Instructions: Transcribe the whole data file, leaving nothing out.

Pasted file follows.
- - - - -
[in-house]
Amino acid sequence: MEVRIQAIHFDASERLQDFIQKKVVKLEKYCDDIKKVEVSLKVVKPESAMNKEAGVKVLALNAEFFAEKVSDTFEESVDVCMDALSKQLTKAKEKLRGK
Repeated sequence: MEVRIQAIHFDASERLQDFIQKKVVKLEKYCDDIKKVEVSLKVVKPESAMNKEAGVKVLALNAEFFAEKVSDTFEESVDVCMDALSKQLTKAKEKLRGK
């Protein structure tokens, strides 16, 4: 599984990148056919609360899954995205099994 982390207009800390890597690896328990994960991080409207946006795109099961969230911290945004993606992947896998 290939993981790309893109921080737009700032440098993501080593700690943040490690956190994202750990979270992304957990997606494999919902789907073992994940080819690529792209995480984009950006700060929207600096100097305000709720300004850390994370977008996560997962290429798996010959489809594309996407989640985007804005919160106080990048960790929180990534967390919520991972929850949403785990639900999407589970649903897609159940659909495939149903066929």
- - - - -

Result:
[in-house]
Amino acid sequence: MEVRIQAIHFDASERLQDFIQKKVVKLEKYCDDIKKVEVSLKVVKPESAMNKEAGVKVLALNAEFFAEKVSDTFEESVDVCMDALSKQLTKAKEKLRGK
Repeated sequence: MEVRIQAIHFDASERLQDFIQKKVVKLEKYCDDIKKVEVSLKVVKPESAMNKEAGVKVLALNAEFFAEKVSDTFEESVDVCMDALSKQLTKAKEKLRGK
């Protein structure tokens, strides 16, 4: 599984990148056919609360899954995205099994 982390207009800390890597690896328990994960991080409207946006795109099961969230911290945004993606992947896998 290939993981790309893109921080737009700032440098993501080593700690943040490690956190994202750990979270992304957990997606494999919902789907073992994940080819690529792209995480984009950006700060929207600096100097305000709720300004850390994370977008996560997962290429798996010959489809594309996407989640985007804005919160106080990048960790929180990534967390919520991972929850949403785990639900999407589970649903897609159940659909495939149903066929």